Tuesday, July 21, 2009

Let's Wish This Iconic Jazz Educator a Happy Birthday, Starting in "1, 2, 1, 2, 3, 4"

It started around forty years ago: A saxophonist, pianist and jazz educator realized that one important thing about learning to improvise was having access to a rhythm section. But he also realized that it's not always practical to get the rhythm section together at your house whenever you want to practice (as I always say, the drummer alone would eat you out of house and home). So Jamey Aebersold created the very first "play-a-long," which consisted of a record (again, this was 40 years ago) and accompanying book; what's now called Volume I has sold millions of copies worldwide and been translated into many foreign languages.

And it didn't stop there, of course. Aebersold now has over 125 volumes of play-a-longs (dealing with everything from the tunes in a single style, to the compositions of a single artist, to a specific chord progression, such as the blues or ii-V-I's), so much so that, even though other companies make similar products, the name Aebersold has become synonymous with play-a-longs in the same way that many people refer to all facial tissues as Kleenex, all sticky notes as Post-Its, or all large metal trash receptacles as Dumpsters (I've been known to refer to the other companies' play-a-longs as "Fakebersolds"). They're all sold not only in many retail music stores, but also at his own website, which he kindly named jazzbooks.com for the benefit of people who can't spell Aebersold.

(A lot of people can't pronounce it either--it's EH [rhymes with "pay"]-brr-sold--as I've found out from years of teaching, where students have called them Ambersolds (like the cold sore remedy?) and even Ambersofts [what was that guy thinking?]. But when I related this to Jamey when I ran into him at IAJE a few years ago, he trumped all those with the story of a club owner at a gig who had introduced him as "Jimmy Applesauce.")

Jamey is also known for his distinctive vocal cadence when counting off tunes on the play-a-longs: ONE, TWO, ONE, TWO, THREE, FOUR. People have been known to ask him to do the famous incantation on demand, and it can even accidentally slip out as he checks a microphone before a clinic ("TESTING, ONE, TWO..."). Even those who have forgotten the name are likely to remember the voice.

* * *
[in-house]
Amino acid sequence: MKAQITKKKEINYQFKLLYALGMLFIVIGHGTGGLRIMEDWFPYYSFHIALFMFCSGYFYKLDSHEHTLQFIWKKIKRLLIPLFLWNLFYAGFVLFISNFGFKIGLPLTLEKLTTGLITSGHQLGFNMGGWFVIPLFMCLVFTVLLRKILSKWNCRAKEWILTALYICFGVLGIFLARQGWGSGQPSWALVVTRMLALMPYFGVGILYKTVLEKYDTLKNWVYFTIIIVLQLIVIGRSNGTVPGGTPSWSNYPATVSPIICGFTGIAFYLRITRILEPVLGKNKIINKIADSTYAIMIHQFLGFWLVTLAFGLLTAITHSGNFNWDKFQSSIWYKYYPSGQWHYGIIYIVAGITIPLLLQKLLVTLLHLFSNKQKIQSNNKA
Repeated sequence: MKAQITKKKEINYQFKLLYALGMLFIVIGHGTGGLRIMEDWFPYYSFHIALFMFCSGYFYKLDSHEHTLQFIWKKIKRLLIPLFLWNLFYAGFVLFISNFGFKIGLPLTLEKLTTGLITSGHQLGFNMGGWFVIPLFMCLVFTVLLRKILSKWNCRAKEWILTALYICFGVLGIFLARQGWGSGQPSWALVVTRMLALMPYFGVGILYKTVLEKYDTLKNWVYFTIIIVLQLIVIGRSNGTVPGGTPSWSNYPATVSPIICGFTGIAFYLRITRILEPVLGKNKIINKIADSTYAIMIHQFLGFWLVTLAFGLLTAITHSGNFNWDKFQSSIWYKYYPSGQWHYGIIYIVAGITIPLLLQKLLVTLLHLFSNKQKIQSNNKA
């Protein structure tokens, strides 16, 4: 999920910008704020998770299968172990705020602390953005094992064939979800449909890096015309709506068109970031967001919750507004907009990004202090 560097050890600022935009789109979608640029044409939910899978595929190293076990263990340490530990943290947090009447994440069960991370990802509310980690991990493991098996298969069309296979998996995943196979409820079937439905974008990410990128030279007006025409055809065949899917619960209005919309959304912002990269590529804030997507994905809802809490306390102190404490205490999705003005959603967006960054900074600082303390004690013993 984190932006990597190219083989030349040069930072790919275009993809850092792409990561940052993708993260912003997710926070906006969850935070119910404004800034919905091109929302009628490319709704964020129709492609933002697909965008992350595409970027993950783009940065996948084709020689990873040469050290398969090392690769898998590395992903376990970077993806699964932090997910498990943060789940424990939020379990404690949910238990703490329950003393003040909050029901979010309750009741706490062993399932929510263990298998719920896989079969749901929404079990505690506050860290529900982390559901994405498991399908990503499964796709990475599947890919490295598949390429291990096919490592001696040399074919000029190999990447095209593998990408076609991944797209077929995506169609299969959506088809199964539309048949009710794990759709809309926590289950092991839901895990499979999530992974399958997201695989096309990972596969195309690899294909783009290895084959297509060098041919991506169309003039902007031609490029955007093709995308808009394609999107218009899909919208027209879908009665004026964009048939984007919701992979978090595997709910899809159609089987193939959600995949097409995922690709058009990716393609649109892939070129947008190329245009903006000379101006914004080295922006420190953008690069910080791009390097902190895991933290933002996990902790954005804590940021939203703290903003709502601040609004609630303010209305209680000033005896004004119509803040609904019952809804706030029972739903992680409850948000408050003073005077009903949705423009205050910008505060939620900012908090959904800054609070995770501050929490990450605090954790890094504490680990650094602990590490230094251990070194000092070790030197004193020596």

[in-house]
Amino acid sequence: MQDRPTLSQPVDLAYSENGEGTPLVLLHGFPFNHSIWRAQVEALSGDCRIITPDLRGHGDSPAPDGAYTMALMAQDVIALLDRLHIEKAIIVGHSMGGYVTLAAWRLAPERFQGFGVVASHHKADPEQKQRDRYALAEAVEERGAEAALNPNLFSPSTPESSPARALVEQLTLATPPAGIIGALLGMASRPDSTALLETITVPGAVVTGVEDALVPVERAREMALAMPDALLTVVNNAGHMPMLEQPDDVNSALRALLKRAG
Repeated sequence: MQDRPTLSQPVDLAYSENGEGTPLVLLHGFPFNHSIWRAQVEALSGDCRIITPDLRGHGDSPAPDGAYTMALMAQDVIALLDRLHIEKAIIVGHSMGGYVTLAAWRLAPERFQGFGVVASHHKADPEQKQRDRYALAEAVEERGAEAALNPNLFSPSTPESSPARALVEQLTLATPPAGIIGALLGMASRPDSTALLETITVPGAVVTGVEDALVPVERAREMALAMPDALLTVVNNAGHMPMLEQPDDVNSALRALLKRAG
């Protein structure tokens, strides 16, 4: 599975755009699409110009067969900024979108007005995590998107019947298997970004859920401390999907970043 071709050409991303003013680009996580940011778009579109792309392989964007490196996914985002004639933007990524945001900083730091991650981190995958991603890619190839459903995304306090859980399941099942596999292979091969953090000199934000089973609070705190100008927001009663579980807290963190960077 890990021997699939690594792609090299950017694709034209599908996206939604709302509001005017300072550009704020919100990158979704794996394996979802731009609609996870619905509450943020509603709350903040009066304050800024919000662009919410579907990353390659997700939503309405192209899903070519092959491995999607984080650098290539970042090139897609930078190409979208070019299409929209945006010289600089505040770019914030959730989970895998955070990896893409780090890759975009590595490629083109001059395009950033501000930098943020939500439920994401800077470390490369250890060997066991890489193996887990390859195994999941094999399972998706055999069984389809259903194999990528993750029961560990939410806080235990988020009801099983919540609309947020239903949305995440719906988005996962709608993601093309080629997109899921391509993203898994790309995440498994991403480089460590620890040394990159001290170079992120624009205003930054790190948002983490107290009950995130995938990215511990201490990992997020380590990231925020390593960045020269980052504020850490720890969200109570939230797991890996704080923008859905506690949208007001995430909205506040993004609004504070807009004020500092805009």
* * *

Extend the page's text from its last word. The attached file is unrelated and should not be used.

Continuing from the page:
It's not an exaggeration to say that Jamey has changed the face of jazz education. Seeing as how he's been a member of my fraternity for fifty years now, the national organization decided to honor him with its prestigious American Man of Music award (past winners of which include Clark Terry, Van Cliburn and Maynard Ferguson) at our convention last week. In return, Jamey did a clinic on "Anyone Can Improvise" (his pet subject since the first play-a--long came out), played as a guest artist at the convention's big band concert and hosted a jam session at the hotel afterwards. It was at his clinic that we found out he would be celebrating his 70th birthday today, and we all sang "Happy Birthday" to him during the concert.

Even though I didn't get to jam (It would have been hard to bring a horn since I was also toting the walker around), I still came home with a souvenir:

Me and Jamey

(Incidentally, the jam session was fun to watch, with lots of different instruments taking part--in addition to the usual menagerie of saxophones, I saw bassoon, bluegrass violin and two tubas go up there at different times. It was one time I really wish I had a horn with me--or even a mouthpiece, so I could beg my way onto someone else's.)

So happy birthday, Jamey! May your contribution to jazz education continue to grow--but for today, just kick back and bask in the glory of all you've done thus far.

Blowing out some more candles: I'll never forget Jamey's birthday now, since I figured out that he shares it with my brother-in-law. Happy birthday, Justin (and his twin Jef; what is it about today's birthday boys all having names that start with J?), and may you enjoy your upcoming vacation and the chance to get away from sun-scorched Central Texas for a while.

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